The Tension Before the Jump
"The plan was to pan the crane out, and then as soon as it was all panned out, he had to tilt it up."
"So, I'm just going up, up, and up until the crane doesn't go up any further. I think that was probably about 65 or 70 meters - that's at least what the captain said."
And I'm sitting up there, and I had to be there for like 20 or 30 minutes. It was pretty nerve-wracking."
"I was just in my zone and looking around. I was looking at the drones, and I had my walkie-talkie with me, so I'm trying to communicate with everyone."
"I'm just sitting there, and it was a little scary."
"I knew that I could always just release my kite, but if I did that, I would have to climb down and walk back on the same arm of the crane, and that was the scariest part."
"So I thought to myself: 'Okay, I got this far. Let me just chill out for a bit, breathe, and then wait for the go-ahead.'"
"I told my friend to give me a countdown of 20 seconds for me to be ready, get my feet locked and tight in the foot straps."
"I did all that, and I was waiting for the drones to come around again."
"I was pretty good at that point because I'm just listening to a voice counting down from 20, and then I'm so focused that I just forget to be scared or nervous or anything, just waiting for that countdown."
Jumping and Landing
"As you can see in the video, it's a pretty mellow jump."
I thought to myself that as soon as he goes 3-2-1, I would jump, and then I would send my kite to the right instead of the left."
"I prefer to send my kite off to the left first because, in that way, you can always send it a bit further than you actually should be doing. And then you would drop pretty radically, and then you can pull a kite to the right, and that's the best, most fun thing about it."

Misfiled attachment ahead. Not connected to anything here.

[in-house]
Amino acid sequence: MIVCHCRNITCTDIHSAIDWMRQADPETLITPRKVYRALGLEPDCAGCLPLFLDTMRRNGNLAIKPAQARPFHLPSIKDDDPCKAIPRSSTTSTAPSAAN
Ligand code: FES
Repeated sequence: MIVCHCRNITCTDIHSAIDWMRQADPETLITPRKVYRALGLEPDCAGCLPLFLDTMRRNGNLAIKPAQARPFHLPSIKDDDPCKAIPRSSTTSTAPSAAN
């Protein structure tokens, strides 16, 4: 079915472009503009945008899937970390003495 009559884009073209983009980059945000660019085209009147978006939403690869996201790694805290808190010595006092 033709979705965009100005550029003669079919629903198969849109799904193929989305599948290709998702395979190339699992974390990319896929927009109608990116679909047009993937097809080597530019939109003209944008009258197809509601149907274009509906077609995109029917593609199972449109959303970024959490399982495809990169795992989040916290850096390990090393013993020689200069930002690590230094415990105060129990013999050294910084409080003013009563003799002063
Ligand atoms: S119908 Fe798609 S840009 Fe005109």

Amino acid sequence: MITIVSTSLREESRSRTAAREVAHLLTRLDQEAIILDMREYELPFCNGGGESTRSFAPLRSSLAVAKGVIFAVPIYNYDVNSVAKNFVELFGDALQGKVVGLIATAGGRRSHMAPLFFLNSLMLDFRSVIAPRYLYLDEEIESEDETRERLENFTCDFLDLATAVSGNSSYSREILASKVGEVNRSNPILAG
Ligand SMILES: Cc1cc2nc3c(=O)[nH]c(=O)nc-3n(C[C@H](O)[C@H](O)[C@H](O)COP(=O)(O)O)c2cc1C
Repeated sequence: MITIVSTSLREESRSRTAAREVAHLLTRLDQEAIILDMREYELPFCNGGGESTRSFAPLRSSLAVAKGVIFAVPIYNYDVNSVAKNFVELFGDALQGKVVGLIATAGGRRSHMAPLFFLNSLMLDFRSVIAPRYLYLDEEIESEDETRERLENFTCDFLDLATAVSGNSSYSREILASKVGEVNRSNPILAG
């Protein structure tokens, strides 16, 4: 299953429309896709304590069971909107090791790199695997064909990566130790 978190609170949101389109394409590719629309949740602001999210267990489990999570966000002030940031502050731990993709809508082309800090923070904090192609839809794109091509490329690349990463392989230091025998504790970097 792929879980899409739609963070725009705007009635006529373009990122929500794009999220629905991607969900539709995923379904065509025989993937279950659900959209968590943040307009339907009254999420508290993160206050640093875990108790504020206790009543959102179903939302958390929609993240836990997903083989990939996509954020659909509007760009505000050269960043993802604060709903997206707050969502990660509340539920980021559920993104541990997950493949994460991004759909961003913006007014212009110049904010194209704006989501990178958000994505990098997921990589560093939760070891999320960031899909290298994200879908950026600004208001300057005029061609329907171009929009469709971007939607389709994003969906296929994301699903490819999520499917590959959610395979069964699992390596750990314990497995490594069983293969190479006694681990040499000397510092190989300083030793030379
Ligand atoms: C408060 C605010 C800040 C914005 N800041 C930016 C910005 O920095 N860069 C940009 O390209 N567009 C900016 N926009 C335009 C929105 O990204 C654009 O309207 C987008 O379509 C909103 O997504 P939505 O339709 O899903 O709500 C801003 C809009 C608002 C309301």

"So, this time, I had to do everything goofy."
"I'm sending my kite to the right, and I'm dropping like a rock and waiting for that perfect timing to send my kite the other way around and do a kite loop to the left, which I don't really do."
"I feel way more comfortable looping to the right."
"I'm flying a bit away from the ship, and I had to wait for that perfect moment to do a kite loop to the left because if I do too low of a loop, the kite would most likely hit the boat."
"So, I was just waiting for me to get far enough away from the ship to pull that loop."
"As you can see in the video, I'm flying away from the ship, I'm pulling a kite loop to the left and, as I'm pulling it, I think a gust or something must have hit my kite because I'm just floating in the air at the same altitude for like 10 meters and then I drop a bit more."
"A few seconds later, I land and kite away, and everything was good. That's the point where I get super nervous."
"Twenty seconds after I landed, all of a sudden, I just felt my whole body turn warm - I got super nervous, I got super scared, I was shaking."
"Luckily, it only happened after the jump - not during or before - because if I get nervous leading up to something like this, I definitely wouldn't go ahead and do it."
"So, I get nervous after something big like this. It's a pretty good thing, I guess."
"It was such a fun day of trying to execute something that I wanted to execute for so many years, just in a different way, with different angles."